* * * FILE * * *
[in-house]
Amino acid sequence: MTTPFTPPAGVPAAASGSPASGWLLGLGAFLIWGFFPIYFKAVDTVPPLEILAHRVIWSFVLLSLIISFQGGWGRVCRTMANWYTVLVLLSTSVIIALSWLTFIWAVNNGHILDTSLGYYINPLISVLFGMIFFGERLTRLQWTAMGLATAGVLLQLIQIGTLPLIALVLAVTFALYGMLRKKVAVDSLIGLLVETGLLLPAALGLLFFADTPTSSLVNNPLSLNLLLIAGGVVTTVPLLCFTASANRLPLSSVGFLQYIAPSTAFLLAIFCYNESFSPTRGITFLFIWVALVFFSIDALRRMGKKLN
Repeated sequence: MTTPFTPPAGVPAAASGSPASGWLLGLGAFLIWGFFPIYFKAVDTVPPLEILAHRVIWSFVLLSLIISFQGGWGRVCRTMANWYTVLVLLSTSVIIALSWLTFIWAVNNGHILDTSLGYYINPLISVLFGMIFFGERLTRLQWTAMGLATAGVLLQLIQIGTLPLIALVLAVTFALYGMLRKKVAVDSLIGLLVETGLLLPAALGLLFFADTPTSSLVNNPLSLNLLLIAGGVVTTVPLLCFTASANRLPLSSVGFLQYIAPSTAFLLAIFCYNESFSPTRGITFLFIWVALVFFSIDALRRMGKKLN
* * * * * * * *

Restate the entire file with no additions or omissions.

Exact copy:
[in-house]
Amino acid sequence: MTTPFTPPAGVPAAASGSPASGWLLGLGAFLIWGFFPIYFKAVDTVPPLEILAHRVIWSFVLLSLIISFQGGWGRVCRTMANWYTVLVLLSTSVIIALSWLTFIWAVNNGHILDTSLGYYINPLISVLFGMIFFGERLTRLQWTAMGLATAGVLLQLIQIGTLPLIALVLAVTFALYGMLRKKVAVDSLIGLLVETGLLLPAALGLLFFADTPTSSLVNNPLSLNLLLIAGGVVTTVPLLCFTASANRLPLSSVGFLQYIAPSTAFLLAIFCYNESFSPTRGITFLFIWVALVFFSIDALRRMGKKLN
Repeated sequence: MTTPFTPPAGVPAAASGSPASGWLLGLGAFLIWGFFPIYFKAVDTVPPLEILAHRVIWSFVLLSLIISFQGGWGRVCRTMANWYTVLVLLSTSVIIALSWLTFIWAVNNGHILDTSLGYYINPLISVLFGMIFFGERLTRLQWTAMGLATAGVLLQLIQIGTLPLIALVLAVTFALYGMLRKKVAVDSLIGLLVETGLLLPAALGLLFFADTPTSSLVNNPLSLNLLLIAGGVVTTVPLLCFTASANRLPLSSVGFLQYIAPSTAFLLAIFCYNESFSPTRGITFLFIWVALVFFSIDALRRMGKKLN